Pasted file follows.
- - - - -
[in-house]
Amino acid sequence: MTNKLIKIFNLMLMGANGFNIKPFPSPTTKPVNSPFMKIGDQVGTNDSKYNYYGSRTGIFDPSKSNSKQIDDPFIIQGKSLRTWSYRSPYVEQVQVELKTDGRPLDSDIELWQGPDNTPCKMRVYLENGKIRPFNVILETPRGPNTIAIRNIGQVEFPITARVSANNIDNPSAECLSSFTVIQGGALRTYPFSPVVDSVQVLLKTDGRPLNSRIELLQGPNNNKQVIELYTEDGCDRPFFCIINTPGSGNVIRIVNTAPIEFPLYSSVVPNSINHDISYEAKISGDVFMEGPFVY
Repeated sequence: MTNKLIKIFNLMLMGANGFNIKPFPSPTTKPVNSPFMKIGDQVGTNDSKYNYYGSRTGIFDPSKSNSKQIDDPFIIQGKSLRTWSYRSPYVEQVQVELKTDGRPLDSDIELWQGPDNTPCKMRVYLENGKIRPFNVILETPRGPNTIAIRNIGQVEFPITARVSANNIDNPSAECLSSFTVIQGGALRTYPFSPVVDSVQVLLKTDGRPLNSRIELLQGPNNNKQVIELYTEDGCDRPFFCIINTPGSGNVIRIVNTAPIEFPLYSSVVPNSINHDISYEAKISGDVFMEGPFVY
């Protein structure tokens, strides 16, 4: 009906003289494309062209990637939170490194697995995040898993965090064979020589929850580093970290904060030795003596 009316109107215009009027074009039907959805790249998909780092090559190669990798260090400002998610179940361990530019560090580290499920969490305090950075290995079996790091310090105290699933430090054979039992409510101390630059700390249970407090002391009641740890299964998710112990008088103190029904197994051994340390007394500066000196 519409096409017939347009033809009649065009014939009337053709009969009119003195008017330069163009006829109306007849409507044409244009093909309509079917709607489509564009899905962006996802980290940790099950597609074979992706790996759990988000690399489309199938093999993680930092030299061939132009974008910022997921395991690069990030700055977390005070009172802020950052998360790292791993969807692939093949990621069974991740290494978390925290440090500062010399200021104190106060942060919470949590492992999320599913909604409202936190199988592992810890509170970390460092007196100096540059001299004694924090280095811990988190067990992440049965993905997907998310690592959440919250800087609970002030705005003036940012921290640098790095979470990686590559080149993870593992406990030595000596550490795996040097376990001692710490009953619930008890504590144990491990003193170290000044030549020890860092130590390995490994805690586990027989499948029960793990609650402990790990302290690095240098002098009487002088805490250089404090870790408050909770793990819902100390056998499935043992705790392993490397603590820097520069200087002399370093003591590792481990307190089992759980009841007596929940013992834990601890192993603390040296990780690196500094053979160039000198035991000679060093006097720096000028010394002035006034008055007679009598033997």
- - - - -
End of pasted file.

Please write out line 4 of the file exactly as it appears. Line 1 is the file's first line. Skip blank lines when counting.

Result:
């Protein structure tokens, strides 16, 4: 009906003289494309062209990637939170490194697995995040898993965090064979020589929850580093970290904060030795003596 009316109107215009009027074009039907959805790249998909780092090559190669990798260090400002998610179940361990530019560090580290499920969490305090950075290995079996790091310090105290699933430090054979039992409510101390630059700390249970407090002391009641740890299964998710112990008088103190029904197994051994340390007394500066000196 519409096409017939347009033809009649065009014939009337053709009969009119003195008017330069163009006829109306007849409507044409244009093909309509079917709607489509564009899905962006996802980290940790099950597609074979992706790996759990988000690399489309199938093999993680930092030299061939132009974008910022997921395991690069990030700055977390005070009172802020950052998360790292791993969807692939093949990621069974991740290494978390925290440090500062010399200021104190106060942060919470949590492992999320599913909604409202936190199988592992810890509170970390460092007196100096540059001299004694924090280095811990988190067990992440049965993905997907998310690592959440919250800087609970002030705005003036940012921290640098790095979470990686590559080149993870593992406990030595000596550490795996040097376990001692710490009953619930008890504590144990491990003193170290000044030549020890860092130590390995490994805690586990027989499948029960793990609650402990790990302290690095240098002098009487002088805490250089404090870790408050909770793990819902100390056998499935043992705790392993490397603590820097520069200087002399370093003591590792481990307190089992759980009841007596929940013992834990601890192993603390040296990780690196500094053979160039000198035991000679060093006097720096000028010394002035006034008055007679009598033997």